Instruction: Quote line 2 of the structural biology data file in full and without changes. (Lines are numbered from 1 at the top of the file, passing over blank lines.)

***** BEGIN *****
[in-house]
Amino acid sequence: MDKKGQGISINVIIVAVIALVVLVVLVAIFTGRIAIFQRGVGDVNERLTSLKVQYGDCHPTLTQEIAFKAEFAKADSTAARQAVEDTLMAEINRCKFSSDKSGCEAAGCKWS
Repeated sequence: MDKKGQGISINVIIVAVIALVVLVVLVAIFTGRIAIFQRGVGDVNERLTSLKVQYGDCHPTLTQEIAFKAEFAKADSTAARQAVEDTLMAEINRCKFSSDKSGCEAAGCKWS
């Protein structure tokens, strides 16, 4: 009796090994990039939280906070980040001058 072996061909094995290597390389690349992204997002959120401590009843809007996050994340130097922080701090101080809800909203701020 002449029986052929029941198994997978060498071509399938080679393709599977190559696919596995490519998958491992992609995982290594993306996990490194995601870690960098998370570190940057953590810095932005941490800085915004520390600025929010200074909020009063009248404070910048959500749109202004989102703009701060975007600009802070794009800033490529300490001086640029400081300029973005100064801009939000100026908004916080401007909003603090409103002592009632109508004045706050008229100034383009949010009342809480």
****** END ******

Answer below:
Amino acid sequence: MDKKGQGISINVIIVAVIALVVLVVLVAIFTGRIAIFQRGVGDVNERLTSLKVQYGDCHPTLTQEIAFKAEFAKADSTAARQAVEDTLMAEINRCKFSSDKSGCEAAGCKWS